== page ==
Newcastle University experts have cooked up a new app to help people learn languages.
Linguacuisine uses cookery to help make learning a new language easier. Using a smartphone or tablet, learners follow a recipe in a different language. The web-based app uses video, photographs and written instructions to help the budding chef make a dish.
Developed by researchers in Newcastle University’s School of Education, Communication and Language Sciences and School of Computing‘s Openlab, users can choose from a wide range of recipes including cola fried chicken, kimchi pancakes and jam in 10 languages including English, Greek, Spanish and Italian.
“They may seem like unrelated pastimes,” says Paul Seedhouse, Professor of Educational and Applied Linguistics at Newcastle University. “But following a recipe brings a new language to life for a student or learner, rather than being something they learn by just sitting in a classroom.”
And as well as following recipes, users can upload their own by making short videos on their phone or tablet. The app and its accompanying website have been developed with the North East charity Action Foundation, which works with asylum seekers, refugees and migrants in the region. Members of the Workers Educational Association (WEA) have also been making videos and uploading recipes.
Among those involved in trialling the project is Wakanda Pouo, whose recipe of baked dish of eggs, chicken, bacon and vegetables is based on an African meal.
Wakanda, whose first language is French, said: “This is a great idea and I’ve liked being involved. I’ve also enjoyed adding my own recipe so people can try something different. People who first come to this country may feel nervous about trying to speak English if they only know a little, so the app gives them a way to try it out by themselves.”
Other recipes, including one for Geordie Jam, use a strong regional accent in the video to help people whose first language is not English, get used to the way North Easterners speak.
The Linguacuisine app builds upon the success of the University’s digital kitchen, which used similar principles to help students learn languages.
Newcastle University PhD student Jaeuk Park from South Korea researched the digital kitchen as part of his studies and has contributed to the new app with recipes for kimchi pancakes and fried tofu. He says using the app is helping to expand his vocabulary. “It’s helped me to learn new words,” he says. “And that’s because of the physical action used in preparing the food, it helps you to remember. I made English scones and learned the word for sieve, which is something I had never heard of before.”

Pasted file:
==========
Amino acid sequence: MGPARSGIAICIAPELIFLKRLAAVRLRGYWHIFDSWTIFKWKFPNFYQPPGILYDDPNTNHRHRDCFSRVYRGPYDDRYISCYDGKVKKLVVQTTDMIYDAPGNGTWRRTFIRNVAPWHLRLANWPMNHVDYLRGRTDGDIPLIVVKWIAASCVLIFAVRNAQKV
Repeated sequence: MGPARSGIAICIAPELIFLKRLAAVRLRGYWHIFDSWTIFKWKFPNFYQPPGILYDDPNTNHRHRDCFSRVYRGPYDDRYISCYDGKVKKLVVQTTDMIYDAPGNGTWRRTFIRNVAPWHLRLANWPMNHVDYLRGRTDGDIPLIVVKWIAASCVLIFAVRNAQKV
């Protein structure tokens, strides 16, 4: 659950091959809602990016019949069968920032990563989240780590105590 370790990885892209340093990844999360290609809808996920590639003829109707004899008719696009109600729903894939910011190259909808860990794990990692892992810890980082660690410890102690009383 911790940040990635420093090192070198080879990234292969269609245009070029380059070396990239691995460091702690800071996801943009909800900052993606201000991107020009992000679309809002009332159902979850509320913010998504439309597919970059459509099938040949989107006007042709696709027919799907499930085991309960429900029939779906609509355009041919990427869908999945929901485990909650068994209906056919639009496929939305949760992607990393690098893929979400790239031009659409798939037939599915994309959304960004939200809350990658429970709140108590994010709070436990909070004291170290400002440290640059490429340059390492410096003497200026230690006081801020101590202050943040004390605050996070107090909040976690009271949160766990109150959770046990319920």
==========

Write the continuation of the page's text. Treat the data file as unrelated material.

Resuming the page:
Professor Seedhouse said: The digital kitchen works well but it can only stay in one place. The app has the same principles but makes it accessible to anyone with access to a tablet or smartphone –it’s the digital kitchen in your pocket.”
Linguacuisine is a collaboration between Newcastle University, Action Foundation (UK), Hellenic Open University (Greece), Università degli Studi di Modena e Reggio Emilia (Italy) and the Workers’ Educational Association (UK). It is funded by an Erasmus+ KA2 Strategic Partnership grant of €324K.
The Linguacuisine app is available free for all devices and can be found here. It will be available on the Apple and Android app stores in the future.
About Newcastle University:
Newcastle University, UK, is a thriving international community of some 27,750 students from over 130 countries worldwide. As a member of the Russell Group of research intensive universities in the UK, Newcastle has a world-class reputation for research excellence in the fields of medicine, science and engineering, social sciences and the humanities. The Research Excellence Framework 2014 (REF) placed Newcastle University 16th in the UK for Research Power and most of our research (78%) were assessed to be world-leading or internationally excellent. Newcastle University is honored with a Gold Award – in the Teaching Excellence Framework and is known for research-led teaching delivered by dedicated and passionate teachers (TEF).
Newcastle University is also ranked:
- 1st in the UK for Computing Science research impact, 3rd in the UK for Civil Engineering research power and 11th in the UK for Mathematical Sciences research.
- 3rd in the UK for English, and in the top 12 for Geography, Architecture, and Planning, and Cultural and Media Studies research quality
- 4th amongst UK medical schools for Clinical Medicine research intensity
Newcastle University is also among the top 20 universities in the country for careers prospects in the UK, 95% of its 2016 UK/EU graduates entered employment or further study within six months of graduating (Destinations of Leavers from Higher Education Survey 2015/16).
For more information, please visit Newcastle University, UK website: http://www.ncl.ac.uk/